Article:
In Crisis PR, the Best Defense Isn’t (Always) a Good Offense

“The best defense is a good offense.”

This approach is often recommended for everything from sports to litigation to political campaigns. When it comes to crisis communications, going on the offensive is not always the right strategy.

Last week, the Wall Street Journal reported on Asiana Airlines’ take on crisis communications in response to the Asiana Flight 214 crash at San Francisco International Airport.

“‘It’s not the proper time to manage the company’s image,’ said an Asiana representative in Korea, when asked about the company’s response.”

Though I recognize the cultural values that may influence Asiana’s approach, its decision to decline crisis communications support from U.S.-based companies was ill-advised. Sure, Asiana is a Korean company with Korean values and most of that flight’s passengers were Chinese and Korean nationals; however, the crash happened on American soil. The company has an American audience, too.

Asiana should have heeded the advice of communications experts who are attuned to the American audience. When it comes to high profile accidents and crises, Americans demand more proactive communications from companies and any delay in response could be interpreted as a lack of concern – a serious mistake in any crisis situation.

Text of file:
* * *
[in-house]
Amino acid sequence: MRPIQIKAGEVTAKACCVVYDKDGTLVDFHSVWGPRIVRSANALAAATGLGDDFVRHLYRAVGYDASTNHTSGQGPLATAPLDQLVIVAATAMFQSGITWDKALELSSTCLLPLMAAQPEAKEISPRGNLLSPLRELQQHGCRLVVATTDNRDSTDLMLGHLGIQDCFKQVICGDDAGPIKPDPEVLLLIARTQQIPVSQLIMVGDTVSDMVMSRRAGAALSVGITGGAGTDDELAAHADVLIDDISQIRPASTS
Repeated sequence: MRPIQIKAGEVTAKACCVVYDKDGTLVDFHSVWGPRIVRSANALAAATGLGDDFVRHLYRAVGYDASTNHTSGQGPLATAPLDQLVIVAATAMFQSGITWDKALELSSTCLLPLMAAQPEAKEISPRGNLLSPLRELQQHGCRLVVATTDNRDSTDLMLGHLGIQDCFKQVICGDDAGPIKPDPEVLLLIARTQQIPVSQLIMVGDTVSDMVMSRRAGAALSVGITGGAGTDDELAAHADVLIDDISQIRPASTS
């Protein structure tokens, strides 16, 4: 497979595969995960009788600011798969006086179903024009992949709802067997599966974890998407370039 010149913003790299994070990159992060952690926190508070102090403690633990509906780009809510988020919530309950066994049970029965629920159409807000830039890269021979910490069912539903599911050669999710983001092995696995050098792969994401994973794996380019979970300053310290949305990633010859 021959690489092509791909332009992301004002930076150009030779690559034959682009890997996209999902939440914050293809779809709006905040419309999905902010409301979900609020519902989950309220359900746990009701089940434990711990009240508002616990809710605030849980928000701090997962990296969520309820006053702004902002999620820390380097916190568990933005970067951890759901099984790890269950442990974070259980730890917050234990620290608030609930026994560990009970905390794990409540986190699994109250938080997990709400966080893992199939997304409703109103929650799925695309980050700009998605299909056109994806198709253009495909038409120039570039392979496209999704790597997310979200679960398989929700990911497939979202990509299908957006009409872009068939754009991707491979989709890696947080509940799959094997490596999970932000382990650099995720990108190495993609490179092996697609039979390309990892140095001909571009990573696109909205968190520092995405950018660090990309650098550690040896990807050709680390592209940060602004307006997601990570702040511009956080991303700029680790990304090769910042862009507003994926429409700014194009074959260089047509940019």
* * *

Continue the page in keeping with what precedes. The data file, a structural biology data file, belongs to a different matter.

Compounding this error in communications strategy, Asiana announced on July 15 that it would sue KTVU, a San Francisco Bay Area TV news station, for erroneously reporting fake pilot names that had been confirmed by an intern at NTSB. The company claimed that the report caused serious damage to the airline’s reputation.

Two days later, Asiana announced that it would no longer pursue a lawsuit:

“(Asiana) has decided to not pursue legal action as a result of a public apology by KTVU for the report in question and (the airline’s) determination to keep all of its resources dedicated to caring for the passengers and family members of Asiana flight 214 and supporting the investigation into the cause of the accident.”

This was the right PR move:
1. A lawsuit claiming damage to Asiana’s reputation contradicts the original statement that now is “not the proper time to manage the company’s image.”
2. In lawsuit-happy U.S., Asiana would not have gained the American public’s sympathy by playing the victim. The passengers and their families are the victims – that’s the bottom line.
3. It would have appeared that Asiana‘s priorities were out of order. Mounting a legal suit would have been a distraction from what should be the number one priority – ensuring the      safety of future flights.

We’re glad to see that Asiana is taking steps in the right direction. Crisis communications isn’t just about protecting your image; it’s also about meeting the needs of your audience.

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